Swept Away is a movie promoter’s worst nightmare. On one hand there’s the film’s star, Madonna, whose acting has the audience appeal of a Florida Marlins doubleheader. Then there’s writer/director Guy Ritchie, Madonna’s husband. Ritchie’s previous films, Lock, Stock and Two Smoking Barrels and Snatch, were very well-received and earned him a respectable fan base. Unfortunately, Swept Away is the exact opposite of these movies.
Lock, Stock and Snatch were heist-comedies, with bumbling crooks thrust into exaggerated situations. Swept Away is a romantic comedy with a social conscience. Some water-boy on the set should have told Ritchie that if it’s not broke, don’t fix it.
Lock, Stock came out in 1998 and immediately Ritchie was a sensation in his native England and in the United States. His camerawork and storytelling methods were flashy and fresh, and gave new life to the stagnant gangster genre. He followed suit in 2000 with Snatch, a strikingly similar film, but no less of a success. Ritchie’s sudden u-turn into romantic comedies would be like Pulp Fiction director Quentin Tarantino signing on for Kate and Leopold 2.
Swept Away starts with a small, affluent group of people boarding a run down an Italian yacht. They’re soon whisked away to the Mediterranean for a nice vacation, but of course nothing goes as planned. Madonna plays Amber, the snobbiest of the bunch. She spends her days ordering around a crew member, Giuseppe, forcing him to wait on her whenever she calls.
After a few days of lounging around and complaining, Madonna orders Giuseppe to accompany her in a small boat to meet her friends on a nearby island. Along the way, the engine breaks, and after a bunch of clever plot devices, Madonna and her archenemy Giuseppe end up stranded on a deserted island.
Up until this point, the movie had been somewhat enjoyable. Ritchie’s witty dialogue and cool camerawork made it seem like a fun film. Then, disaster struck, for both the characters and the viewers. Sticking the pair on an island for the remainder of the film puts all of the chips on Madonna’s acting, or lack thereof.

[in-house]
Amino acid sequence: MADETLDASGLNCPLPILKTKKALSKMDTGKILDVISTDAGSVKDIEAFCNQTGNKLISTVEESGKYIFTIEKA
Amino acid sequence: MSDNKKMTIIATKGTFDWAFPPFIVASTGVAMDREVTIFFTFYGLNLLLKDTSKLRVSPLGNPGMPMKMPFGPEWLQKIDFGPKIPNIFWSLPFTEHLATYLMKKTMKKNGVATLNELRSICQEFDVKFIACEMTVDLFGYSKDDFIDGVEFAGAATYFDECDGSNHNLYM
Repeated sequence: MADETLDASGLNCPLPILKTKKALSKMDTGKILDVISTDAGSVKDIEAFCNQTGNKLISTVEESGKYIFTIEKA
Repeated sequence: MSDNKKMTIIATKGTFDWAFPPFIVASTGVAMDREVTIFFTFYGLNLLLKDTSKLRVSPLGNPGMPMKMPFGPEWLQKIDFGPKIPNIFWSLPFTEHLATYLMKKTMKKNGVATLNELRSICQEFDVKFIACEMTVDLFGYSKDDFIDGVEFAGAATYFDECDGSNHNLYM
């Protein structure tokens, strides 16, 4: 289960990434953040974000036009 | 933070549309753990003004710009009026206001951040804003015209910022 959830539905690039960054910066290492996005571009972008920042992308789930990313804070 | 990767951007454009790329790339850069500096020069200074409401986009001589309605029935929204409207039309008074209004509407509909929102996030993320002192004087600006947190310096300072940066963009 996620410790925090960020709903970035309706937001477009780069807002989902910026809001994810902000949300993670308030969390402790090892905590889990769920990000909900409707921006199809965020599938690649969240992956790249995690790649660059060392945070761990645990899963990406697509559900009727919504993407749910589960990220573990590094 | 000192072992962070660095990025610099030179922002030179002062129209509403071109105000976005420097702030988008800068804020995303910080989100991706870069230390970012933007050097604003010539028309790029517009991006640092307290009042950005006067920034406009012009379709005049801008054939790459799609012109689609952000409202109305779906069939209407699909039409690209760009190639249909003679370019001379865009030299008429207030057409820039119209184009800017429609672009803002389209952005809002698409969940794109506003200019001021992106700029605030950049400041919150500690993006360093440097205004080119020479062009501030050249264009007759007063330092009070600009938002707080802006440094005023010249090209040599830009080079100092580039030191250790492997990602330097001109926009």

The last half of the movie is like an extended fight scene, but instead of people fighting, it’s Ritchie’s crafty dialogue battling Madonna’s prima (finish it) acting. To the diva’s credit, her character is meant to be annoying, but so is Carrot Top’s and no one is showering him with praise.
Most of Ritchie’s signature filmmaking techniques go out the window once the pair washes up on the island. Instead of nifty editing tricks and pumped up music, Ritchie directs the last half of the movie like an episode of Total Request Live. There are at least three music montages within 15 minutes of each other, all similarly shot with the sun melting into the water as Madonna and her new friend fall in love. Somebody’s whipped.
No one is interested in watching a relatively new director expand his filmmaking talents in a boring and overdone genre. Adam Sandler has been tweaking Billy Madison for his entire film career, and no one is complaining. He gets rich, people enjoy it and no one cares that he hasn’t challenged himself with an indie Shakespearean role. Ritchie belongs in the gangster-comedy genre, and on his way there he should drop his material girl off at an acting retirement home.
Shawn Wines can be reached at firstname.lastname@example.org.